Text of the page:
Monday, 17 September 2012

Southern comfort with no ice

Anchorage at the eastern end of Kekova Roads
"Those were the days, my friend, we thought they'd never end...." A daytripper boat slides along "our" channel at the eastern end of Kekova Roads, blaring and sharing Mary Hopkin's lament of lost youth. Better than Turkish doof doof, but we've learned to tolerate that too. We're the guests, remember? Besides, all the day tripper boats will be gone soon after dusk, and should we be so unlucky as to spend another night in close proximity to a whooping cargo of German lads whose drunken revelry and the thumping old generator of their gulet almost cancelled out the glory of the starry sky at this southern tip of Turkey, we can be certain that they and their vessel will pull anchor soon after breakfast. Gulet charters always have other places to go, more ruins to see.

The breeze carries the ringing of a bell from the other side of the bay. Tea and cake anyone? I picture a slow rising up of sweaty bodies from sunbeds lined up under a foredeck awning, and a heat-dazed drift of said bodies aft towards the afternoon tea table. Gulets and their guests are like over-sized dogs; they have their habits, and you just watch them carefully, keep out of their way, and after a while you start to find them quite charming - at a distance.

We've decamped from the Marmaris zone of influence. On Friday and Saturday we made our way very quickly down the coast to what is probably the last stop on our summer cruise ticket, Kekova Roads. The pictures below show the sun rising over the Fethiye Gulf - we were parked on the Gocek side of the gulf in a small cover which reminded me a bit of the north island of New Zealand.

Our next stop was in a bay opposite the very pretty town of Kas. Alex was utterly taken with the house jutting out into the bay. He said, "Can you find me something like that in New Zealand?" Please someone, take up his challenge!

We'll come back up the coast in two or three weeks, maybe sooner, maybe later, but certainly more slowly than we came down a) because the wind will most likely be against us and b) because we'll be happy to linger until the last moment before we take Enki into her winter berth. The late summer/autumn weather will dictate our pace more than anything else.  In Kas, for instance, we saw our first sea mist rolling in. Beautiful. We haven't seen so much cloud clumped together since we left France.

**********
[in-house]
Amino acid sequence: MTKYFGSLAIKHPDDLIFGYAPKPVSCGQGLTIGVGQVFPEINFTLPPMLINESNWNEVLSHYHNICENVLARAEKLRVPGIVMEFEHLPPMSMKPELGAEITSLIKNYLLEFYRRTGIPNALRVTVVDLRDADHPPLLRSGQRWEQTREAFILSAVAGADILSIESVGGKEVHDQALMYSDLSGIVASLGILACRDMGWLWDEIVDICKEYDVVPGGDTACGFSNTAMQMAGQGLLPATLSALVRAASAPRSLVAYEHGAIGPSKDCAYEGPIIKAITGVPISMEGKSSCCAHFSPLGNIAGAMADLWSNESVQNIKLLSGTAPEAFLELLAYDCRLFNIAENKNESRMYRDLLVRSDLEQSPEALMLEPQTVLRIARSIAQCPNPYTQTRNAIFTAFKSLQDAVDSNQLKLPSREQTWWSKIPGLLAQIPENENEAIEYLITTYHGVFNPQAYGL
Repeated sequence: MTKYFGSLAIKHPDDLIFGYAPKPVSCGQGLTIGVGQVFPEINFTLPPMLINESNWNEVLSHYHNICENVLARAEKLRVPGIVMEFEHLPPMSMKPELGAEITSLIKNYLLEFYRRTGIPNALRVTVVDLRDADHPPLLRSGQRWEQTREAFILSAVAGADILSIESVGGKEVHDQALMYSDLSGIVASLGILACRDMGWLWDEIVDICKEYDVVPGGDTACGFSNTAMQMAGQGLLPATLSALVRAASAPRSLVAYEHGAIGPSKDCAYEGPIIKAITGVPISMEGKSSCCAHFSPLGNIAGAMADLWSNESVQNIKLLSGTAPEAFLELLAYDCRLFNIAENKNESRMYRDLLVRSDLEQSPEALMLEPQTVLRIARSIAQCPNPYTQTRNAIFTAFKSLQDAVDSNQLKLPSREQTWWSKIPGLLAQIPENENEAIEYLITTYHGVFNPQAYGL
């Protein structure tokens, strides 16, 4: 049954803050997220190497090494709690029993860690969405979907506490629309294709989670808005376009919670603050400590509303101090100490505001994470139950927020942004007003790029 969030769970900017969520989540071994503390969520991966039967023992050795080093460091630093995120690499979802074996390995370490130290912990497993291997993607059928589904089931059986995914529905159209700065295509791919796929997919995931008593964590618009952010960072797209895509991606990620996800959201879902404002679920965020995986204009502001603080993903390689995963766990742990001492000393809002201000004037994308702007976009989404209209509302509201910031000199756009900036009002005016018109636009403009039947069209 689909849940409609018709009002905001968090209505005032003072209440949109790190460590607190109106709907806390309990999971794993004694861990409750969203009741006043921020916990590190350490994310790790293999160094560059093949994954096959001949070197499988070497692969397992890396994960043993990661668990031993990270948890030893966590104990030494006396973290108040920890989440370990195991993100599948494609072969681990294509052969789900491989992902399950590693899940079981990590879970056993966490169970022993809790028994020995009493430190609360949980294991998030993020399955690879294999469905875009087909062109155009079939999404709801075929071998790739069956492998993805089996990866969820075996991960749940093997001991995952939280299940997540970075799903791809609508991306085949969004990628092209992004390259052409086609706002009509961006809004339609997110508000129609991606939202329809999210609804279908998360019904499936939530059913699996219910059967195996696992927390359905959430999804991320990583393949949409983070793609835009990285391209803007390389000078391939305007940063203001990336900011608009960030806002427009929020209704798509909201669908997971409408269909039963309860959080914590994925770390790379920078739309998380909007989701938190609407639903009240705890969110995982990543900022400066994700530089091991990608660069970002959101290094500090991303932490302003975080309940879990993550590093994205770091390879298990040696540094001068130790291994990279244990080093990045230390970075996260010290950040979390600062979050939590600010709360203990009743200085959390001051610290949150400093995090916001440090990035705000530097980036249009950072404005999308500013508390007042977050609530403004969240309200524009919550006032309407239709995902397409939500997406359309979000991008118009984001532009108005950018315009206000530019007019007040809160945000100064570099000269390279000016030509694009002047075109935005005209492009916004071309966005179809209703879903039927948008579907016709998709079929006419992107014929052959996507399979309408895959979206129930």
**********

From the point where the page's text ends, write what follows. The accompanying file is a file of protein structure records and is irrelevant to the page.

We've spent a month or more revolving around Marmaris, for various reasons. Our latest visit to Marmaris Yacht Marina was to put to bed once and for all (we hope) the spectre of dirty fuel clogging up our finely-tuned engine, something which since Sicily we have felt as an ever-present danger. Alex had discussed various options with Burak and Erden at Marlin Yachting. What we ended up doing was replacing the three existing Volvo filters with Racor water separator filters with glass bowls, metal shields and electronic water sensing devices which shriek at the first sign of water in the fuel. As well as this, an Algae-X magnetic fuel gadget was installed in the main fuel line - whether this works or not is anyone's guess. There are plenty of positive testimonials and on Kukka, the previous owner Mr Tada had installed one. No harm done. While there were two (agile, young) bodies in the engine room, Alex got them to service both the Volvo engine and the Westerbeke generator. We also removed the inspection hatches from both fuel tanks to have a look at the clarity of the fuel and the cleanliness of the tanks. All good.

Frankly, Turkish mechanics win hands down over their EU counterparts -  maybe we just got lucky but we'd recommend Marlin Yachting to anyone passing this way.

While Enki was getting all the attention, I staved off my impatience to be gone from Marmaris by looking at .... boats. Don't people invest so much hope in their vessels? There are more than a thousand yachts parked at this mega-marina, from the miniatures to the obscene, and every one, at some time, somebody's dream. 

My dream is to return one day to Vanuatu - this boat is registered there, its name Freedom


  1. The team has been assembled. The mission, to find Alex and his crew member the well designed, seaside house in NZ.

  2. You have several years, but I've started the! x

  3. we know just the spot - but it's in Alaska. Plenty of clouds clumped together, though.

  4. Funny you should think we're cold climate people - have we been giving you the impression we're over the heat? Just looking at photos of your Sept "cruising" in Tassie brings me to my senses. See you in Vanuatu?